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Bangle's designs bring attention to BMW

November 01, 2004|by JASON STEIN/Wheelbase Communications

Imagine being Chris Bangle.

Imagine being the head of BMW design, the automotive artist who sketches the look of the future and casts the die for generations to come.

Imagine being unpopular.

Don't believe it? Just ask him.

"I'm a cottage industry," Bangle recently told The Car Connection, an auto enthusiast website. "Without me, a lot of . . . folks wouldn't have anyone to write about."

Without Bangle, today's most controversial figure in the world of auto design, an industry would indeed have less to say.

There wouldn't be the criticism over his edgy redesign of BMW's flagship sedan, the 2002 7-Series, with the bulbous rear end. There wouldn't be the complaints over the tall X3 sport-utility vehicle or the daring, shark-like gills of the Z4 convertible.


There wouldn't be the petitions (some 10,000 online signatures seeking his firing), conspiracy theories (some have suggested he's a Mercedes-Benz infiltrator who is trying to sabotage BMW) or websites created with one purpose: to get Bangle fired.

"Can you believe the enormous back end on that 7-Series?" one online petitioner recently wrote on the "Stop Chris Bangle" website.

"Crucify him!" replied another anti-Bangle post.

"Stop polluting the streets," said yet another.

How does Chris Bangle deal with the constant criticism? How does BMW's design czar cope with the constant jabs about his new-style design and the non-traditional changes at the traditional automaker.

It doesn't bother him one bit.

"I figure I have two generations left here to make an impact," he once said. "Just two shots."

If anything, Bangle, 47, has made BMW a conversation piece with its edgy design, a mandate that came from the company's board of directors who were looking for an image that moved BMW forward. And, like it or not, BMW is on everyone's tongue.

And he's not even German.

Born in rural Wisconsin, Bangle had an eye for art early in life. After attending the prestigious Art Center College of Design in Pasadena, Calif., Bangle spent most of his career in Europe, including the last dozen at BMW.

From an early age, Bangle was confident and masterfully talented. Inspiration came from everything in life.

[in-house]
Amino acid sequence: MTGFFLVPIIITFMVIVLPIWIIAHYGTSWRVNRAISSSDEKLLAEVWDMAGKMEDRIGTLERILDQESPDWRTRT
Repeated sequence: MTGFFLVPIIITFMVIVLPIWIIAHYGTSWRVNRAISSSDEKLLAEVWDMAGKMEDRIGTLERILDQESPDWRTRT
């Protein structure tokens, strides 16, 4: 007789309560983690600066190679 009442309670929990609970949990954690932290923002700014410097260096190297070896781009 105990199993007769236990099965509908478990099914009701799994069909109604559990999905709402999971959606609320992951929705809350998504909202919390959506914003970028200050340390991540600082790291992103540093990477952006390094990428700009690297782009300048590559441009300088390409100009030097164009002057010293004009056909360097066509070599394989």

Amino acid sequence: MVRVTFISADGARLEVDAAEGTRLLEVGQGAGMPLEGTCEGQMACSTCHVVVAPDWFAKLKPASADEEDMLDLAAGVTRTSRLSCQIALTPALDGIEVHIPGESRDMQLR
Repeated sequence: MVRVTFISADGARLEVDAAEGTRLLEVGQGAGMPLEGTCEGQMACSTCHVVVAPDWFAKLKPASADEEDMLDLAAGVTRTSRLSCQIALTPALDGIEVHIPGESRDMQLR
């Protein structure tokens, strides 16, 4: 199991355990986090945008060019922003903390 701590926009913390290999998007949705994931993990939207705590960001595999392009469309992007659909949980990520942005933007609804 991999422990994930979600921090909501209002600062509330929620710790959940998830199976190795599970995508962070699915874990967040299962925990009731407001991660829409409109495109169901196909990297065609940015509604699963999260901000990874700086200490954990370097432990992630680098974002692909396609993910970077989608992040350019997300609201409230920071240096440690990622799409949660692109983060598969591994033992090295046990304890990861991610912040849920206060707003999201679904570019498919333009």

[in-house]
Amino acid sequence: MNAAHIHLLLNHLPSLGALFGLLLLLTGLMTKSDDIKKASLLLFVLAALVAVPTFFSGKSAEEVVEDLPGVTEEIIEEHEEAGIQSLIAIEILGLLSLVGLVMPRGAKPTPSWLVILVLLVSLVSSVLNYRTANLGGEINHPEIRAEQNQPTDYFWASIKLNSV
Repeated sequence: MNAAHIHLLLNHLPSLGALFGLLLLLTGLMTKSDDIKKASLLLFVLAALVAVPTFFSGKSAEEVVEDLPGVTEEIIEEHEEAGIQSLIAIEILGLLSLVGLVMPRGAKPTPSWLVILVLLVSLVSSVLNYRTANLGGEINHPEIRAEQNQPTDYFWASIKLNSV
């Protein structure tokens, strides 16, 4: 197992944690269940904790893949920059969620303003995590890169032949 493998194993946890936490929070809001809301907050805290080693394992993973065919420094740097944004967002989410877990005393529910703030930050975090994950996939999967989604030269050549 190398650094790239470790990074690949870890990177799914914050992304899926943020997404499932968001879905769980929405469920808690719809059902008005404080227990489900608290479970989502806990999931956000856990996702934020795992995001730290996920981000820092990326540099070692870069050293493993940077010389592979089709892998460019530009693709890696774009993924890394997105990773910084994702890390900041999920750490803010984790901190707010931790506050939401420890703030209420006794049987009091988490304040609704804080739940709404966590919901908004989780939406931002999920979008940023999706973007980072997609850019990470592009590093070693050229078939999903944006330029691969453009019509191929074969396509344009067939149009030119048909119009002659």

"Architecture, airplanes, boats, botany, cathedrals, domes - just go through the alphabet," Bangle once said.

After moving into BMW's design studio, Bangle sketched his way up the ranks, inspiring new forms of design and, eventually, some dramatic changes.

But the 2002 redesign of the 7-Series brought out all of the critics in full force.

"Some of the criticism," Bangle told The Car Connection, "is beyond ridiculous."

Listen to Bangle and it's easy to understand his frustration.

To an artist, any criticism is an insult. To Bangle, car designers are like sculptors.

"Paraphrasing Michelangleo," he once said, "we try to reveal the figure within the stone."

What can't be debated is BMW's success story, and the success story of the design studio.

When Bangle began at BMW, the automaker employed 150 people in the design center. Now there are 300. Since his arrival, the design center budget has been quadrupled.

Bangle is quick to point out that the automaker has never enjoyed the sales success it has seen these last few years. BMW sales hit a record high last year - with Mini's sales adding to its profitability.

And, complaints or praise, Bangle is still moving up the ladder.

Earlier this year, BMW announced Bangle would be the automaker's chief of design in the Development Division of BMW AG in Munich.

He is now responsible for overseeing every aspect of BMW Group's design globally, including BMW cars, sport-utility vehicles, motorcycles, motorsports, Mini cars, Rolls-Royce prototypes and lifestyle accessories.

In the new position, Bangle will cede day-to-day duties to Adrian Van Hooydonk, a 40-year-old Dutchman who was running DesignworksUSA, BMW Group's California design studio, since 2001 and is a direct Bangle disciple.

As for the critics, Bangle says it's never easy biting his tongue.

"You've got to resist the urge to take the quick shot," he said. "If you do anything, it's to give people a sense of calmness, coolness under fire."

He's keeping it calm and designing provocative product after provocative product.

More will come. More will be said. Just imagine being Chris Bangle.

Jason Stein is a feature writer with Wheelbase Communications. He can be reached on the Web at

Copyright 2004, Wheelbase Communications

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